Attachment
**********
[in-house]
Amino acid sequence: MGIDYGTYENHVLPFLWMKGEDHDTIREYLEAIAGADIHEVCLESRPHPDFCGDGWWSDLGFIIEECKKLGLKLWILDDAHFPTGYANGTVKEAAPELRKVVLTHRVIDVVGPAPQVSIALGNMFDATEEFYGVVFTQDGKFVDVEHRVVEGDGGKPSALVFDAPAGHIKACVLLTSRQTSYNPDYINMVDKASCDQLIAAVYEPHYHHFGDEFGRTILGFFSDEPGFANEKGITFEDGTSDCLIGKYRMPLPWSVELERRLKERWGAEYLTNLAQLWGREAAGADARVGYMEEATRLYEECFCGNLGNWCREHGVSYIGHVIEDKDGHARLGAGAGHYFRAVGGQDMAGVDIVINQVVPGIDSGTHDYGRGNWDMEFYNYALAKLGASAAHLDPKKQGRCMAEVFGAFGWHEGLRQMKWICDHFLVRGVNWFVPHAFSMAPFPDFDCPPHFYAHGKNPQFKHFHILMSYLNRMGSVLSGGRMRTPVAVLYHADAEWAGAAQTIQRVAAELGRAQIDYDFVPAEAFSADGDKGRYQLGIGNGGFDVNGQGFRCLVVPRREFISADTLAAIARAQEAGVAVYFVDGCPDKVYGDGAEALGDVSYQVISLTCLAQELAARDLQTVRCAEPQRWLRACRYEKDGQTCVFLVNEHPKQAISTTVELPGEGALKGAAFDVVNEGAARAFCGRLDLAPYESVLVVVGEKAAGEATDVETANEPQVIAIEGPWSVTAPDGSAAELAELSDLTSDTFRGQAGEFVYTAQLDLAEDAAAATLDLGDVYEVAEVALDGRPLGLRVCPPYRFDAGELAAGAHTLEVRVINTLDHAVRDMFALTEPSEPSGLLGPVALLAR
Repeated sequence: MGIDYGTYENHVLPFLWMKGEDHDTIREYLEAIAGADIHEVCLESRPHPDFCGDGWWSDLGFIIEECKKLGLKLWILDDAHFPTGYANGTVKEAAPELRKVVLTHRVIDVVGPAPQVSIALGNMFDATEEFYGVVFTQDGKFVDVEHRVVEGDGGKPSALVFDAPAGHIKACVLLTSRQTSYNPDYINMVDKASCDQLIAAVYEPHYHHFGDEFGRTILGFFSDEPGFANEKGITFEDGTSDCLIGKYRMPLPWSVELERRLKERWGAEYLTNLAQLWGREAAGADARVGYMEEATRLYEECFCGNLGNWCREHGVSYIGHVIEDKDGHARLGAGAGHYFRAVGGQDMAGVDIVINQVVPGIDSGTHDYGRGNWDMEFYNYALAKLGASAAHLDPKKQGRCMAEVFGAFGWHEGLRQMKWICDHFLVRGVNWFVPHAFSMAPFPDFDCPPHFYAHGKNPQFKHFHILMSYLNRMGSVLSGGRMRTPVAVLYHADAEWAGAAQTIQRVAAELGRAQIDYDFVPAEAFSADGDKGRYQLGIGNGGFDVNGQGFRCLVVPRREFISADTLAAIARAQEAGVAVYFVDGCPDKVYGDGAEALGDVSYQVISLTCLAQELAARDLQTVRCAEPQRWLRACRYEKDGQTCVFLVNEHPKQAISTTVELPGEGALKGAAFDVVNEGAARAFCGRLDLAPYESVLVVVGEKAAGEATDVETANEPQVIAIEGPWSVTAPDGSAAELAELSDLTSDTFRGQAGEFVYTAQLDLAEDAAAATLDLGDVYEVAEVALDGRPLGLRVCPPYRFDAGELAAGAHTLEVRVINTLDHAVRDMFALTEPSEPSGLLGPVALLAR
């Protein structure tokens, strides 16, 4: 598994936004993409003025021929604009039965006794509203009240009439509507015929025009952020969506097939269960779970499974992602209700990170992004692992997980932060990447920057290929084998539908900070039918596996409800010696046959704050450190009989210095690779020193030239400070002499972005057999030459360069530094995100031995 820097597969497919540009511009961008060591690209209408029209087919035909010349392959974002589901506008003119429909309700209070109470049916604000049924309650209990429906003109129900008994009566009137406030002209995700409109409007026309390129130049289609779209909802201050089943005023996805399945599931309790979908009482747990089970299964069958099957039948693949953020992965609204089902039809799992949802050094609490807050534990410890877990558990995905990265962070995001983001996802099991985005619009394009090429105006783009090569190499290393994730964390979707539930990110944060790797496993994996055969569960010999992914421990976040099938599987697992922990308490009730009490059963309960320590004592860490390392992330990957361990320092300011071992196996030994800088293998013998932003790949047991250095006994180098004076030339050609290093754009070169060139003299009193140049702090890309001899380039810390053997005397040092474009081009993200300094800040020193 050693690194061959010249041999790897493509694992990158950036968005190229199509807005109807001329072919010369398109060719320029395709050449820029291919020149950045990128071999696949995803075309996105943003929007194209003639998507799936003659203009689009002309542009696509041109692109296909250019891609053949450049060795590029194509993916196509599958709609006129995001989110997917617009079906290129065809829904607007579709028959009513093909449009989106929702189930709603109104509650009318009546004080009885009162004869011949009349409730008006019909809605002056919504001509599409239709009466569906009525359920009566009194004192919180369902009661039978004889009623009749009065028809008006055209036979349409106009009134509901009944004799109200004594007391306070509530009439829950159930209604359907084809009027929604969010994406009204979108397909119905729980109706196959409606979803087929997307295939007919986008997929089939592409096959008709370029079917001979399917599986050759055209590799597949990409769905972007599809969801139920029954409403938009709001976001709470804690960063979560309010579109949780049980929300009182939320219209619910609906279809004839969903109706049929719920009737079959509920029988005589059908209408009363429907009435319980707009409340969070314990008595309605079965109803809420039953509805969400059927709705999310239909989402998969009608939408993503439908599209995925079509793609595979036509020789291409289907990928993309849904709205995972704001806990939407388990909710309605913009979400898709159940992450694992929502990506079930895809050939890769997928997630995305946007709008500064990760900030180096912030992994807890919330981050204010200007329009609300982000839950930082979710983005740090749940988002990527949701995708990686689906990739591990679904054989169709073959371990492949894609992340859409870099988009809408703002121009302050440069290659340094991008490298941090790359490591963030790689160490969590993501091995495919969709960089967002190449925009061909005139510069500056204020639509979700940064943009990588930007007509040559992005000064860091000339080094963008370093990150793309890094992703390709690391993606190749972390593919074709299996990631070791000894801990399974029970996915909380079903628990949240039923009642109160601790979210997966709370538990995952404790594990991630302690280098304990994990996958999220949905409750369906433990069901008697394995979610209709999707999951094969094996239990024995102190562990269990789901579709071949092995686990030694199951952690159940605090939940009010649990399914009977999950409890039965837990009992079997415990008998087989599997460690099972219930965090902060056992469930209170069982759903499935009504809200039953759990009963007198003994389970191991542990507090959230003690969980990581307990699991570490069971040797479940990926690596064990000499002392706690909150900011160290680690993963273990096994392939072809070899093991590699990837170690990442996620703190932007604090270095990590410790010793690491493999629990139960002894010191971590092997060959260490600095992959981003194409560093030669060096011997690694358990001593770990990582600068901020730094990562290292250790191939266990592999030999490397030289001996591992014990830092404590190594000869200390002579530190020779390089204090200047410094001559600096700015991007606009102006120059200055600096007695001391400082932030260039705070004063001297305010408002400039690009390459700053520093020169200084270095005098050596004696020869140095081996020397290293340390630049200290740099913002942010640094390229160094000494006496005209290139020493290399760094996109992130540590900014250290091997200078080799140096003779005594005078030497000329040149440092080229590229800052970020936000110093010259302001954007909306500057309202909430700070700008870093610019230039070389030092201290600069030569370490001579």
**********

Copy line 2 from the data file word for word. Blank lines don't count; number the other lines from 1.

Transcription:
Amino acid sequence: MGIDYGTYENHVLPFLWMKGEDHDTIREYLEAIAGADIHEVCLESRPHPDFCGDGWWSDLGFIIEECKKLGLKLWILDDAHFPTGYANGTVKEAAPELRKVVLTHRVIDVVGPAPQVSIALGNMFDATEEFYGVVFTQDGKFVDVEHRVVEGDGGKPSALVFDAPAGHIKACVLLTSRQTSYNPDYINMVDKASCDQLIAAVYEPHYHHFGDEFGRTILGFFSDEPGFANEKGITFEDGTSDCLIGKYRMPLPWSVELERRLKERWGAEYLTNLAQLWGREAAGADARVGYMEEATRLYEECFCGNLGNWCREHGVSYIGHVIEDKDGHARLGAGAGHYFRAVGGQDMAGVDIVINQVVPGIDSGTHDYGRGNWDMEFYNYALAKLGASAAHLDPKKQGRCMAEVFGAFGWHEGLRQMKWICDHFLVRGVNWFVPHAFSMAPFPDFDCPPHFYAHGKNPQFKHFHILMSYLNRMGSVLSGGRMRTPVAVLYHADAEWAGAAQTIQRVAAELGRAQIDYDFVPAEAFSADGDKGRYQLGIGNGGFDVNGQGFRCLVVPRREFISADTLAAIARAQEAGVAVYFVDGCPDKVYGDGAEALGDVSYQVISLTCLAQELAARDLQTVRCAEPQRWLRACRYEKDGQTCVFLVNEHPKQAISTTVELPGEGALKGAAFDVVNEGAARAFCGRLDLAPYESVLVVVGEKAAGEATDVETANEPQVIAIEGPWSVTAPDGSAAELAELSDLTSDTFRGQAGEFVYTAQLDLAEDAAAATLDLGDVYEVAEVALDGRPLGLRVCPPYRFDAGELAAGAHTLEVRVINTLDHAVRDMFALTEPSEPSGLLGPVALLAR